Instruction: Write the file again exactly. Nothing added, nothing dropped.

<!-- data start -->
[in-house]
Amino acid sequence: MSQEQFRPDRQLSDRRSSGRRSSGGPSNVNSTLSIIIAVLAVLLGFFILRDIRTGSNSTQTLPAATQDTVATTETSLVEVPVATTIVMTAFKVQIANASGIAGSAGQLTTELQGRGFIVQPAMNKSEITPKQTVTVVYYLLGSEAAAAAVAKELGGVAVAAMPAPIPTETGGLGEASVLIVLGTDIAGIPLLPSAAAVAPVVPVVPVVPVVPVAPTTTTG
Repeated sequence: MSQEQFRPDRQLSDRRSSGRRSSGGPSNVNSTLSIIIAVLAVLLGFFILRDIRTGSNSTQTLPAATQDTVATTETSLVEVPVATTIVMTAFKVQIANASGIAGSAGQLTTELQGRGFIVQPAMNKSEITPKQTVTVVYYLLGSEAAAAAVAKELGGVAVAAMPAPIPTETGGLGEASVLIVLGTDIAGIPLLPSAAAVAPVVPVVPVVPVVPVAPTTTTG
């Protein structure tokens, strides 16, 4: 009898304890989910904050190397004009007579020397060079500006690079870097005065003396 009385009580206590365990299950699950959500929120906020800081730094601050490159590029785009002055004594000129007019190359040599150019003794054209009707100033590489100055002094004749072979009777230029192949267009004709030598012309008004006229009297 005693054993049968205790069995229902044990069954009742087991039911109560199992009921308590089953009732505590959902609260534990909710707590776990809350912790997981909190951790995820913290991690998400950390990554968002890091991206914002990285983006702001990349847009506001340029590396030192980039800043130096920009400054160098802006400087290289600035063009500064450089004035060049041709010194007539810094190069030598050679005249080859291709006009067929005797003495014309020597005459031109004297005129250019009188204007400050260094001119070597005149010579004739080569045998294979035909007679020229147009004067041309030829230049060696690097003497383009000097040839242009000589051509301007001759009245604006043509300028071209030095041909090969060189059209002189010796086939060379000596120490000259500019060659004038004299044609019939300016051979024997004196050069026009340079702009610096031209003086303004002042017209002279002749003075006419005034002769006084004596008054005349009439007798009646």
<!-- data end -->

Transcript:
[in-house]
Amino acid sequence: MSQEQFRPDRQLSDRRSSGRRSSGGPSNVNSTLSIIIAVLAVLLGFFILRDIRTGSNSTQTLPAATQDTVATTETSLVEVPVATTIVMTAFKVQIANASGIAGSAGQLTTELQGRGFIVQPAMNKSEITPKQTVTVVYYLLGSEAAAAAVAKELGGVAVAAMPAPIPTETGGLGEASVLIVLGTDIAGIPLLPSAAAVAPVVPVVPVVPVVPVAPTTTTG
Repeated sequence: MSQEQFRPDRQLSDRRSSGRRSSGGPSNVNSTLSIIIAVLAVLLGFFILRDIRTGSNSTQTLPAATQDTVATTETSLVEVPVATTIVMTAFKVQIANASGIAGSAGQLTTELQGRGFIVQPAMNKSEITPKQTVTVVYYLLGSEAAAAAVAKELGGVAVAAMPAPIPTETGGLGEASVLIVLGTDIAGIPLLPSAAAVAPVVPVVPVVPVVPVAPTTTTG
């Protein structure tokens, strides 16, 4: 009898304890989910904050190397004009007579020397060079500006690079870097005065003396 009385009580206590365990299950699950959500929120906020800081730094601050490159590029785009002055004594000129007019190359040599150019003794054209009707100033590489100055002094004749072979009777230029192949267009004709030598012309008004006229009297 005693054993049968205790069995229902044990069954009742087991039911109560199992009921308590089953009732505590959902609260534990909710707590776990809350912790997981909190951790995820913290991690998400950390990554968002890091991206914002990285983006702001990349847009506001340029590396030192980039800043130096920009400054160098802006400087290289600035063009500064450089004035060049041709010194007539810094190069030598050679005249080859291709006009067929005797003495014309020597005459031109004297005129250019009188204007400050260094001119070597005149010579004739080569045998294979035909007679020229147009004067041309030829230049060696690097003497383009000097040839242009000589051509301007001759009245604006043509300028071209030095041909090969060189059209002189010796086939060379000596120490000259500019060659004038004299044609019939300016051979024997004196050069026009340079702009610096031209003086303004002042017209002279002749003075006419005034002769006084004596008054005349009439007798009646």